Weston residents know that their community is one of the most challenging in Toronto to reach by transit. A ride on the 89 bus from Weston can take three-quarters of an hour in rush hour just to get to the subway at Bloor. Still, this bus is crowded, while comparatively few people ride the GO train just a block away. This train could whisk them to Bloor in a few minutes or all the way downtown in less than twenty. So why don't they use it?

The insistence on providing service only for 9-to-5 commuters to downtown is a big part of the problem. But even if trains ran every 10 minutes all day, not many people would choose to ride them if it meant paying a $4.50 GO Train ticket on top of their TTC fare. Fare integration would bring rapid transit to an array of neighbourhoods like Weston, without the need to spend billions on tunnels and other mega-projects.

Schedule Integration

Nearly every TTC bus and streetcar route connects directly to a subway station. That means that people can easily ride from their home to the subway, take the subway across the city, and then take another bus to their final destination. That kind of well-connected network is what makes transit successful in suburban Toronto (For more information, see here).

With CityRail, it would be no different. Bus routes would be redesigned to connect with CityRail stations so that it would be like a massively expanded subway network. People would be able to get on a bus in Oakville, ride to the CityRail station, and then take it across the region to Markham, where they could take another bus to their final destination. CityRail could also act like a local rapid transit line. The Milton CityRail line would act like an east-west subway across the City of Mississauga, providing a rapid transit backbone for that city’s transit network.

Modern Electric Trains

Our GO lines use massive, double-decker trains that take a long time to load and unload. In Europe, regional rail uses lighter trains that are much more like subway trains. With many more doors than current GO trains and no steps at the entrance, these trains would dramatically reduce waiting time at Union Station, eliminating the major limitation on the capacity of the present GO network. Adding capacity through more frequency is much better for riders than merely running larger trains. It would also make the system much more wheelchair accessible. Electrified European-style trains like the Bombardier Talent 2 or the Stadler FLIRT also accelerate much faster than existing GO trains.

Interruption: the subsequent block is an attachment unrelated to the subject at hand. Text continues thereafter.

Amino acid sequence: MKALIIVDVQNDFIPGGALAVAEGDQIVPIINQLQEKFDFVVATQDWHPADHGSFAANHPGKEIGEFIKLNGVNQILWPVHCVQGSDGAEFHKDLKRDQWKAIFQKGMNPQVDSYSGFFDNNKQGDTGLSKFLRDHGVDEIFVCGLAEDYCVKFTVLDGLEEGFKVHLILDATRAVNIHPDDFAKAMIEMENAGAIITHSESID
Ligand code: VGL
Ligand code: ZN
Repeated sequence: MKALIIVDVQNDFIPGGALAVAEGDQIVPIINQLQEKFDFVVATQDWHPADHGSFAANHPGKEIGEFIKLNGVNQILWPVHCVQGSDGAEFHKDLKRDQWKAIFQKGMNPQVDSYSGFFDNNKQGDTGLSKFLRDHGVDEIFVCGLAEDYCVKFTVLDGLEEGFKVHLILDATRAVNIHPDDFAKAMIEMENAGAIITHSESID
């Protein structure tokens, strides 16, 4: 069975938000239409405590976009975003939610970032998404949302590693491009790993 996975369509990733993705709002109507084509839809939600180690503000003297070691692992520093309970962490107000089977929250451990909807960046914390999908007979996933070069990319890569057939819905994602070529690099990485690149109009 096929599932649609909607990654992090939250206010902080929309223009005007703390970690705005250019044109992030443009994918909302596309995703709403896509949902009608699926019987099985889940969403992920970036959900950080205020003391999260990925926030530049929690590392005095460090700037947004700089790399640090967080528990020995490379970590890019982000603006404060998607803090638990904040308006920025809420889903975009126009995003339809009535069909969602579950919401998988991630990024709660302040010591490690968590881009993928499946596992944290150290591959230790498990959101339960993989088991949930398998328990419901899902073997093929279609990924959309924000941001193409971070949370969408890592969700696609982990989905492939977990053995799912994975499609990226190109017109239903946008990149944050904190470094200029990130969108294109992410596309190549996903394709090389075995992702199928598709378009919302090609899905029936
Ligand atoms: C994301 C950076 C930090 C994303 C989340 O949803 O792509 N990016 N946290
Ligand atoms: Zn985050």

With CityRail trains like this, stations could be more closely spaced to attract walk-in traffic without making trips any longer than they are on the GO Train today. Antiquated North American safety regulations have long precluded the use of European trains, but regulators are finally starting to accept them here. Toronto needs to take advantage of this opening and buy these lighter, more efficient trains, instead of buying more old fashioned bi-level (double-decker) trains. The old trains do not need to be discarded, however. They would be very useful for limited stop services to outlying parts of the region, like Kitchener, Barrie and Niagara Falls, where there slow acceleration would be less of an issue.

Stadler FLIRT (Image Credit: Stadler Rail)

CityRail would serve both as local rapid transit in Toronto and 905 municipalities, and as a high quality cross-regional rapid transit service. People travelling from one part of the 905 to another would not be forced onto the crowded 400-series highways. The entire GTA would have access to high quality transit service. And it can be done at a fraction of the cost of underground rapid transit. It would transform the Greater Toronto Area into a true transit region.

What will it take to make CityRail a reality? Other CityRail articles:

Continuing the campaign for CityRail, we are pleased to announce a new Facebook group for CityRail.

Jonathan English is a doctoral student in Urban Planning at Columbia University. His blog is Transit Futures.